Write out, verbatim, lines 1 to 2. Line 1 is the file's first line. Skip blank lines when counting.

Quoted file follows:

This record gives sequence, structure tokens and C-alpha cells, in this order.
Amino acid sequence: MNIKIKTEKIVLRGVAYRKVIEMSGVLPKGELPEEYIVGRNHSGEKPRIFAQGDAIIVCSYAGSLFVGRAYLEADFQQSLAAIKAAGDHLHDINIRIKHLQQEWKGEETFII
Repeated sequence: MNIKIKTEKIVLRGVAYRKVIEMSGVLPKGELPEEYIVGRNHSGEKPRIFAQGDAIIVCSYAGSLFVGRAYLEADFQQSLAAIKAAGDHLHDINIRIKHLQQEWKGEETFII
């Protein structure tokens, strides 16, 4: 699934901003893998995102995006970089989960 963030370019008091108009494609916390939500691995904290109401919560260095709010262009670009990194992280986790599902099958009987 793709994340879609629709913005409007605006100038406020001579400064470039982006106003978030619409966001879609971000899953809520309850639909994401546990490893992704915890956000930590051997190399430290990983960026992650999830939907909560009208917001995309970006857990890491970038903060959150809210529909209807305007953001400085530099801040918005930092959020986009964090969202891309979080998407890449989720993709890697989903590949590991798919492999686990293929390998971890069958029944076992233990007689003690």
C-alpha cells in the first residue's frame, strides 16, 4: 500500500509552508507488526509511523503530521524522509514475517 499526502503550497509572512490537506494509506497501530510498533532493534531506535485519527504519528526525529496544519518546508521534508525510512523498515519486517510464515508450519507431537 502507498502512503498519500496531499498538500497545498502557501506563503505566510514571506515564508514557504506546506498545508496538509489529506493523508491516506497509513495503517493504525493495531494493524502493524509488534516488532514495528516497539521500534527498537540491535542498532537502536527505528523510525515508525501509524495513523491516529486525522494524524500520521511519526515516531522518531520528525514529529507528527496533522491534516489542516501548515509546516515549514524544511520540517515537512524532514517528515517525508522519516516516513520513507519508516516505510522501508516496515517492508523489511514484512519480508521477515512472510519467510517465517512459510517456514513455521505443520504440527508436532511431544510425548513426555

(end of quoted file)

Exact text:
This record gives sequence, structure tokens and C-alpha cells, in this order.
Amino acid sequence: MNIKIKTEKIVLRGVAYRKVIEMSGVLPKGELPEEYIVGRNHSGEKPRIFAQGDAIIVCSYAGSLFVGRAYLEADFQQSLAAIKAAGDHLHDINIRIKHLQQEWKGEETFII